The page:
However, be warned that if you see figures dressed as Krampus wandering the streets of the city bearing birches, you might want to stroll swiftly in the other direction lest you end up sampling a whack or two. Of course, some might find that an added attraction...'er, but let's not dwell on it!
Pronounced "Glue wine", or something close to that, this drink was my favorite beverage of Europe. Its basically hot, spiced wine, with a little brandy thrown in to boot. Served from big wooden barrels or large metal vats, around town during the cold weather, it defined my time in Vienna, along with the Christmas Market. It is extremely tasty, and warms you up quickly.
Here is a recipe I found from the net:
4 qts. dry red wine (such as zinfandel, pinot, burgundy, etc.)
1 qt. dry white wine
1 pt. Marc (or heavy brandy)
1 c. white sugar (more to taste)
6 sticks cinnamon
12 whole cloves
1/8 tsp. allspice
1/8 tsp. mace
Pour 6 ounces red wine from the first bottle into an appropriate glass for later quality control checks. This may need to be repeated from another bottle, at the cook's discretion. Pour the remaining wine from the first bottle into a 3 gallon pot (or larger) and begin gentle heating. As it begins to warm, add sugar and spices. Stir until sugar is dissolved. Add Marc (or brandy) and all remaining wine. (Note: if there are too many quality control checks, it is frequently necessary to purchase more wine.) Heat thoroughly but do not allow to boil! Add thinly sliced lemon and 1 orange and allow mix to steep for about 1 hour over low heat. Add more sugar during this time if desired, but do it slowly and ensure it dissolves. Frequent samples are usually required during this time, again for the sake of quality control. Serve hot and garnish with orange slices. A stick cinnamon could also be used. Serve about 12-15 folks, or two quality control inspectors.
In Vienna we saw many beautiful Christmas Markets like the one on the picture... We bought some Christmas ornaments for our tree and drunk some hot drink on this markets.
Among the other cool things we saw were the Christmas decorations, here in Portugal we don't have that kind of decorations (and markets) and all that mixed with the cold weather gives the city a magical atmosphere.
For Austrians the big day is 24 December and festivities start in the afternoon with the decoration of the Weihnachtsbaum (tree). Its often covered in wooden ornaments, cookies and candles or even sparklers (keeps the fire brigade busy during the festive season). I had the chance to celebrate Christmas Austrian style once. We had a huge meal and then opened the presents afterwards. 25 December is the day for visiting family.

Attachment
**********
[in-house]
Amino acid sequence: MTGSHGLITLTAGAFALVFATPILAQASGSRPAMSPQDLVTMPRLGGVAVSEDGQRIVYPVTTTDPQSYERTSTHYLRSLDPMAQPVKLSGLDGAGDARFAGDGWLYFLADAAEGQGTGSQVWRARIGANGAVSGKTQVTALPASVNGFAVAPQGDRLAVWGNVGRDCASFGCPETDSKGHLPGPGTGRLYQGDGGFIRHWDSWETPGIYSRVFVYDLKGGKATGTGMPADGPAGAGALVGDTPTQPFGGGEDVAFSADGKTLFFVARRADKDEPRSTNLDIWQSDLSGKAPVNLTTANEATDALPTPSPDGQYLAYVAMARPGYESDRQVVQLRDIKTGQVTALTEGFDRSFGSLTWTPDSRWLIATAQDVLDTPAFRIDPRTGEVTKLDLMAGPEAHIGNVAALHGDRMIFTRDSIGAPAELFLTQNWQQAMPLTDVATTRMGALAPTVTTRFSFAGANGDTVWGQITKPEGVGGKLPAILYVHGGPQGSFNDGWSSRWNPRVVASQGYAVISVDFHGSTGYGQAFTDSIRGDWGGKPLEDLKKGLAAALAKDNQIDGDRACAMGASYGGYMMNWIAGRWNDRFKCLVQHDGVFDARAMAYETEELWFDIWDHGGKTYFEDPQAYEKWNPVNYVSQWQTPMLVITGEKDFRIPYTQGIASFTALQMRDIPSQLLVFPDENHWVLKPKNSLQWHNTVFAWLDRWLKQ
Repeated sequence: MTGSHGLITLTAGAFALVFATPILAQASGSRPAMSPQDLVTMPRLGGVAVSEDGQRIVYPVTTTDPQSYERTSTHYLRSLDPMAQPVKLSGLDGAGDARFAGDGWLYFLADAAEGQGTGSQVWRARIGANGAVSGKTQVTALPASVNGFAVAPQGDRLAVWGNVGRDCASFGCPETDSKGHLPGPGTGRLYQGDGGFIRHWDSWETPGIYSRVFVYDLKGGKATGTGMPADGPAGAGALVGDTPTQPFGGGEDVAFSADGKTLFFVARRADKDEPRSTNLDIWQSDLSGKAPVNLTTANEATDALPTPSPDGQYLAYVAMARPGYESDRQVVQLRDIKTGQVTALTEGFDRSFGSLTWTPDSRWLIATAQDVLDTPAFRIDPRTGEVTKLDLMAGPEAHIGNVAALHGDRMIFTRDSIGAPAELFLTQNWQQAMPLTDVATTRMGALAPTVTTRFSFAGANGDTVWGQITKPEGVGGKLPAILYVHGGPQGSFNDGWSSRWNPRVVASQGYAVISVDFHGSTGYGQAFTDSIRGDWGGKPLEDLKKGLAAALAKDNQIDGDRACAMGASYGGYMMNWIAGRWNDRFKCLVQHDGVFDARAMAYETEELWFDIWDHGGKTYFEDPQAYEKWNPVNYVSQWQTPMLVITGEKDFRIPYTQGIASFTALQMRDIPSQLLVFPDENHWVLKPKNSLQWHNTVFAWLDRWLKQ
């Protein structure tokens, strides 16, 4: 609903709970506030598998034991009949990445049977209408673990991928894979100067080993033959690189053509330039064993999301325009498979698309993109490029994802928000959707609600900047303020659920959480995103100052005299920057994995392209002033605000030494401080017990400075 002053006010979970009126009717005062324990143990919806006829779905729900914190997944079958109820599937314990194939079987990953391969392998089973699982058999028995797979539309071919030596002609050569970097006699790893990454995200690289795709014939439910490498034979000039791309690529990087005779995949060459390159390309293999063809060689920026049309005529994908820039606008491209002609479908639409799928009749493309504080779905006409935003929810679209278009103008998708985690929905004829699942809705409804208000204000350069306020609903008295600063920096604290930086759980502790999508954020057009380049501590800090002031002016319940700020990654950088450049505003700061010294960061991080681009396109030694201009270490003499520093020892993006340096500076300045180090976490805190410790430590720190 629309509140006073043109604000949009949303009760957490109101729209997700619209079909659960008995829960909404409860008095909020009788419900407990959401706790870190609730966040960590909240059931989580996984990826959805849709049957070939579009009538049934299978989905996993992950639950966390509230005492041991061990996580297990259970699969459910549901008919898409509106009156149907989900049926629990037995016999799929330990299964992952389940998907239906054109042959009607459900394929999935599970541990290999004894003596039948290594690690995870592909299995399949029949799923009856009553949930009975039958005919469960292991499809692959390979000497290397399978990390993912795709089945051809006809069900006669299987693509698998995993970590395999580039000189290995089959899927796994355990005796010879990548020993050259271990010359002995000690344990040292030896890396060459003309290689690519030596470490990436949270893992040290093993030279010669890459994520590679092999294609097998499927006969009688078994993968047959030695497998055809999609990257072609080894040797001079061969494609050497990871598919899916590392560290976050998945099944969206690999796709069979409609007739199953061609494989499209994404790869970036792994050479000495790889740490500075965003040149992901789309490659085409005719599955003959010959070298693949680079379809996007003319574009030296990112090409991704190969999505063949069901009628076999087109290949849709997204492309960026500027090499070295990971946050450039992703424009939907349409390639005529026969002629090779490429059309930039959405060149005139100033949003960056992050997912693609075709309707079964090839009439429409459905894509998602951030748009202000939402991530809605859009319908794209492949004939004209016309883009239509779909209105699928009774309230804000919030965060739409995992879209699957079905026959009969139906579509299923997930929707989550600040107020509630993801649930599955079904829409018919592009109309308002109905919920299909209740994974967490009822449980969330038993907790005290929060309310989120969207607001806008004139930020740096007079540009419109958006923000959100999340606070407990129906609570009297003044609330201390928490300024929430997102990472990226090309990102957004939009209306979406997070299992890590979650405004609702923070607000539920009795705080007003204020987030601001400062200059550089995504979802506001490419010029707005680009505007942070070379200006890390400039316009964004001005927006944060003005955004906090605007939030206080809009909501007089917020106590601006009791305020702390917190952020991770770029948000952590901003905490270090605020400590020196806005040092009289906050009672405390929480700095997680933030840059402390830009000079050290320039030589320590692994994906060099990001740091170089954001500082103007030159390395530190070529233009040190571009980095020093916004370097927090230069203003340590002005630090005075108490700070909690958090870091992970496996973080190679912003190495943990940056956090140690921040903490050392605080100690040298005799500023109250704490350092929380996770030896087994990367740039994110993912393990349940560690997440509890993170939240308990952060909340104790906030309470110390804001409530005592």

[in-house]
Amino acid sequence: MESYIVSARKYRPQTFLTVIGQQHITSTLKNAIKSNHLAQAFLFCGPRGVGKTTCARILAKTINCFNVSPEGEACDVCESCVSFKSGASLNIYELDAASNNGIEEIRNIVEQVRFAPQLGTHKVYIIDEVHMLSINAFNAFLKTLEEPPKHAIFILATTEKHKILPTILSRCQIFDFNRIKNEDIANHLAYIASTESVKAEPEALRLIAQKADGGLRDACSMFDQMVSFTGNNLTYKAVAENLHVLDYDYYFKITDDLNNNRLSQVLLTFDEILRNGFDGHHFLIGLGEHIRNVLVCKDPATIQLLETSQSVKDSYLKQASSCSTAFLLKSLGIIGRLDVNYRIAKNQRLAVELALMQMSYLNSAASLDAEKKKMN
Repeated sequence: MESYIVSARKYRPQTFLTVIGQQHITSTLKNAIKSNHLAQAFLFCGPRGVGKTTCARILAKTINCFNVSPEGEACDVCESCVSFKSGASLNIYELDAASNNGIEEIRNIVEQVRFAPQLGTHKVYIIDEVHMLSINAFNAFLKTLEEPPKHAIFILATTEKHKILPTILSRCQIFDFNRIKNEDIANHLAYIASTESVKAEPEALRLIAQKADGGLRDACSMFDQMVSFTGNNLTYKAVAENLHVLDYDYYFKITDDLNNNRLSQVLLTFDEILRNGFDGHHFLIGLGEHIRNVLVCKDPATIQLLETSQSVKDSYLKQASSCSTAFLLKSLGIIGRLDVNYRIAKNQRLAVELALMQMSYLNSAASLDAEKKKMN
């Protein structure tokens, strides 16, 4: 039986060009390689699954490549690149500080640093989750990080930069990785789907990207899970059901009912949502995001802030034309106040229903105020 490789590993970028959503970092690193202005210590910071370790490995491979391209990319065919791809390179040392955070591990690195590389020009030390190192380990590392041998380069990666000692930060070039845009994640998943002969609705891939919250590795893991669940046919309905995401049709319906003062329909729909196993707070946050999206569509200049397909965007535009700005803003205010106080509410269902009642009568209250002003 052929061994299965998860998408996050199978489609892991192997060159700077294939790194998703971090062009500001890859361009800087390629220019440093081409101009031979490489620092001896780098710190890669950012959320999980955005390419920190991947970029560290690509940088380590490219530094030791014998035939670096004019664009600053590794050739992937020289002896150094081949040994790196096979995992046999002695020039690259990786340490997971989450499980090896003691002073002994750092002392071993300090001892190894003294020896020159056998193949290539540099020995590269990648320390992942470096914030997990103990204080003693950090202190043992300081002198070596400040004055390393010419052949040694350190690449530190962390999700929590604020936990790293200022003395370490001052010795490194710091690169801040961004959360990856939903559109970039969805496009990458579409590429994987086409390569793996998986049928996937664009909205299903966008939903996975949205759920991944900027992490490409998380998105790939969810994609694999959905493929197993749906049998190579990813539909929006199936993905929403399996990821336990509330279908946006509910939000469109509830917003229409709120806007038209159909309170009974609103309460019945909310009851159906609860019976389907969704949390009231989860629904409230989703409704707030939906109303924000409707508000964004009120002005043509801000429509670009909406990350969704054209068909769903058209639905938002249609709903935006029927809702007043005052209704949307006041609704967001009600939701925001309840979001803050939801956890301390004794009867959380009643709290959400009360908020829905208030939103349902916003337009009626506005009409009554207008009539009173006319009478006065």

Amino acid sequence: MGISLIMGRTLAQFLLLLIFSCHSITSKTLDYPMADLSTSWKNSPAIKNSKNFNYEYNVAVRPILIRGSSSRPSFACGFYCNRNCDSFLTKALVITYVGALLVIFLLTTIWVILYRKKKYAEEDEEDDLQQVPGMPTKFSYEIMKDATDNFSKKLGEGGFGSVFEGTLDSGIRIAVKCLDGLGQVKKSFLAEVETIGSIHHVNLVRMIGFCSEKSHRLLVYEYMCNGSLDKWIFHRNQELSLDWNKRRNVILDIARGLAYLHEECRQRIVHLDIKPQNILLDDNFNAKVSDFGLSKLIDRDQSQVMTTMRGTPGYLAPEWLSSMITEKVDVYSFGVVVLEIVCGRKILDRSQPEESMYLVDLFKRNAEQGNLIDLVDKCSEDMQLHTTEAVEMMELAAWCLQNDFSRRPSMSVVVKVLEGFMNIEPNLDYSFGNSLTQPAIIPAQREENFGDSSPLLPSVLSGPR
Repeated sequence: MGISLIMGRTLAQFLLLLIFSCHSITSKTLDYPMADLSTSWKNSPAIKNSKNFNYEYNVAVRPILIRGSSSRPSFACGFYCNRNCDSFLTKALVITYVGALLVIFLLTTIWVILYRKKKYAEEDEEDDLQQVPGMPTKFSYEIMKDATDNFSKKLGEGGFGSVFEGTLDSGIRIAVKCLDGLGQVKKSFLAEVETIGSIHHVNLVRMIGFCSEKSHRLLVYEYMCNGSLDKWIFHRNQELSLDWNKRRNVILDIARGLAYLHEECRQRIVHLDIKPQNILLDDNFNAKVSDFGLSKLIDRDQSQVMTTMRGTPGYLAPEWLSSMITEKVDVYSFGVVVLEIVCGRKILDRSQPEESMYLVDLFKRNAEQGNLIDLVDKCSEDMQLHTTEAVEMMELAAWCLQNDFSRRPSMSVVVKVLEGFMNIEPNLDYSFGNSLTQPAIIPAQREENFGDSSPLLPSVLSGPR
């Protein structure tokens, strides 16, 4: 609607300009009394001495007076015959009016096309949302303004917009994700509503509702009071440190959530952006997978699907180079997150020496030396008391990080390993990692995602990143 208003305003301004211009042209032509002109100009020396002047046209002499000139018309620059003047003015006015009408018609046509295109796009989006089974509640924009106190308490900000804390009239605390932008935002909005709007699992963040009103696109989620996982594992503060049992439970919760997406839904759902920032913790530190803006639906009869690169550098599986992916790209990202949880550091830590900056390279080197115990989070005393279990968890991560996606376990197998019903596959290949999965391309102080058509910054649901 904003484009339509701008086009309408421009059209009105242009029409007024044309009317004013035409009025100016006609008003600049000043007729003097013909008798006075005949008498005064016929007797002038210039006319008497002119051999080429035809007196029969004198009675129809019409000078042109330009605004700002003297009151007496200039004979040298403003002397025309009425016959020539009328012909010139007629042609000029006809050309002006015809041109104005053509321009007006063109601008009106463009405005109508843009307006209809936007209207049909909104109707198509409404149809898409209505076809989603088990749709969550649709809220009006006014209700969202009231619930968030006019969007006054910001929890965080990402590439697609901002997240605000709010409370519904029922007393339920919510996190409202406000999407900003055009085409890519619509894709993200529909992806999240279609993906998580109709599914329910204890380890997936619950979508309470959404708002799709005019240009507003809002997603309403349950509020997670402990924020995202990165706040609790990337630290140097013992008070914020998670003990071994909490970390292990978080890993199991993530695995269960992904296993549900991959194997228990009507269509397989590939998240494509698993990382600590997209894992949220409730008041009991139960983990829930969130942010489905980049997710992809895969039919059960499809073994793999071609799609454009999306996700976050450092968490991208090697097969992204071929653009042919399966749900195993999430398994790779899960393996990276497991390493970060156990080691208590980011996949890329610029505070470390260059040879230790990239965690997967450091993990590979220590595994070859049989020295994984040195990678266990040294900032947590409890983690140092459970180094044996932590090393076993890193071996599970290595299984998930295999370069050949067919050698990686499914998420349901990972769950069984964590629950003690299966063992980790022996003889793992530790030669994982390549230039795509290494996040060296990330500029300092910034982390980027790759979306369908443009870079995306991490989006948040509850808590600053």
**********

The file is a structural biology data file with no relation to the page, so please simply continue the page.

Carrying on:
Don't think that winter means nothing for tourists! From mid-November until the end of December there are lots of Christmas markets around the city. The number one "Christkindlmarkt" is on Rathausplatz in the city centre and offers something for everyone! There are special activities for the kids inside the townhall such as cookie baking or decoration making as well as the mini-train outside. Food lovers get to sample lots of cheeses and hams from Austria, try out the garlicky langos too! There's plenty of Glühwein and Punsch for those who need to keep warm and Kinderpunsch for kids and those who are driving. Apart from that you have an amazing choice of tree decorations and kitsch. The christmas tree is donated by a different Austrian province every year. For something more arty, hot pineapple punsch and less kitsch head for beautiful Spittelberg market (U2/U3 Volkstheater). For a market with a great backdrop and some live carol singing as well as great food, try out Schönbrunn's market (U4 Schönbrunn) which runs up till New Year's Eve. There is also a small market on the Freyung (near Schottentor) and sometimes in the studenty Altes AKH (take 5, 43, 44 trams).
It is also a tradition to have an Adventskranz (wreath) with four candles which are lit on the Sundays leading up to Christmas. Adventskekse (cookies) such as Vanillekipferl are on sale everywhere, or make your own as I do!
The Magic of Advent with its many attractions and Christmas market stalls takes place each year from mid-November through 24 December in front of the City Hall (Rathaus).